Is Total Contact Casting Time Effective?
Is total contact casting (TCC) too time-consuming a modality to be used in treating plantar foot ulcerations? It’s a prevailing question that has thwarted wider use of the modality. However, a new study recently presented at the Symposium on Advanced Wound Care (SAWC) attempts to shed new light on the “time-effectiveness” of TCC.
Study researchers concede there is a “relatively low use rate” of total contact casts for diabetic foot ulcers. Why? They say many do not use TCC because of the time involved in the process and frequent office visits. However, previous studies have shown that employing TCC has resulted in healing times of 38 to 60 days. Study co-author Jeffrey Jensen, DPM, calls TCC the “gold standard.”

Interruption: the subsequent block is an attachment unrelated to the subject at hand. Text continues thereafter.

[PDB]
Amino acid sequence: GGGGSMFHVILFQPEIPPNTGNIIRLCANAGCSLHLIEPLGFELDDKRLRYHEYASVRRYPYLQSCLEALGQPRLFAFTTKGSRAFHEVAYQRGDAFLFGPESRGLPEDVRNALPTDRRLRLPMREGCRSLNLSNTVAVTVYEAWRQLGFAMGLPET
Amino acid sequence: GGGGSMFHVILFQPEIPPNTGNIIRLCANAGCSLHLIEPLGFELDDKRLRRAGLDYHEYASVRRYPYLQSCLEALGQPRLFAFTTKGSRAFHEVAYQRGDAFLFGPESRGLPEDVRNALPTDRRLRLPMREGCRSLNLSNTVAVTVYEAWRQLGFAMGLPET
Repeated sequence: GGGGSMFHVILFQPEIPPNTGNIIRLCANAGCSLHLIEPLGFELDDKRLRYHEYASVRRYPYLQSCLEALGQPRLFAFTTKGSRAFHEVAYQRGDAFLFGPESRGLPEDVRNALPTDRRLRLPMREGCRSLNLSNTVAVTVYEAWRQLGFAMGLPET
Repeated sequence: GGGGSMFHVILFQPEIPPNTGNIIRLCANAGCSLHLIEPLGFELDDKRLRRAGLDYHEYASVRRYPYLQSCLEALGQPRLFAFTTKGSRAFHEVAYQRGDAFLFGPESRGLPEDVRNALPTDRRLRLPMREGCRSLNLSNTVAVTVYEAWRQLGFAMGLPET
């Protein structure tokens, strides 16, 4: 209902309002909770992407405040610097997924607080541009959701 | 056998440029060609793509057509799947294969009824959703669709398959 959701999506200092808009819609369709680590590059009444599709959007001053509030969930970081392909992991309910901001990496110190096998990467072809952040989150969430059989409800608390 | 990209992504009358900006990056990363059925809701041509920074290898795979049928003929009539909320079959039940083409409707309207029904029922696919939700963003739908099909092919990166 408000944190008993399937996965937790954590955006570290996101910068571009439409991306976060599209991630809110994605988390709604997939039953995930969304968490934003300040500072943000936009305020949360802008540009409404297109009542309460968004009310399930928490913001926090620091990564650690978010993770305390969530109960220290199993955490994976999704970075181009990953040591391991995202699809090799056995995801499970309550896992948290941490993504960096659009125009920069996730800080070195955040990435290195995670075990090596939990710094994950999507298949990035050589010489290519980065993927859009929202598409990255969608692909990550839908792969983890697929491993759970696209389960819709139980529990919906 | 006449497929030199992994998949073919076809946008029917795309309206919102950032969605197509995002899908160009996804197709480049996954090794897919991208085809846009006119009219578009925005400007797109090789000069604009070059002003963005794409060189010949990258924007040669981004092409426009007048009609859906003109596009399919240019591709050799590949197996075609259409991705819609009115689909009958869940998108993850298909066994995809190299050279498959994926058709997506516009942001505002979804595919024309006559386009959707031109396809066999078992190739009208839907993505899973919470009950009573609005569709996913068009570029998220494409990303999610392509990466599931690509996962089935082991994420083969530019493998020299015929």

“(TCC) provides the patient and the clinician with a method of healing wounds quickly,” says Dr. Jensen, a Diplomate of the American Board of Podiatric Surgery and Associate Professor at the University of Colorado Health Sciences Center. “This increases the clinician’s credibility in the community and they will receive more referrals because they are getting desirable outcomes.”
Addressing The Issue Of Time-Consuming Application
Dr. Jensen and his co-authors tracked 50 patients for the study and timed the applications of casting. The total average time a patient spent in the office for cast application following wound debridement was 29 minutes, according to the study. For the average patient, set-up and drying time totaled 21 minutes and 29 seconds. Application time, or actual physician time with the patient, was seven minutes and 32 seconds.
When using total contact casting, you can save time “by effectively utilizing and minimizing physician involvement, understanding the importance of appropriate application of the TCC and minimizing the number of visits to heal the wound,” the study concludes.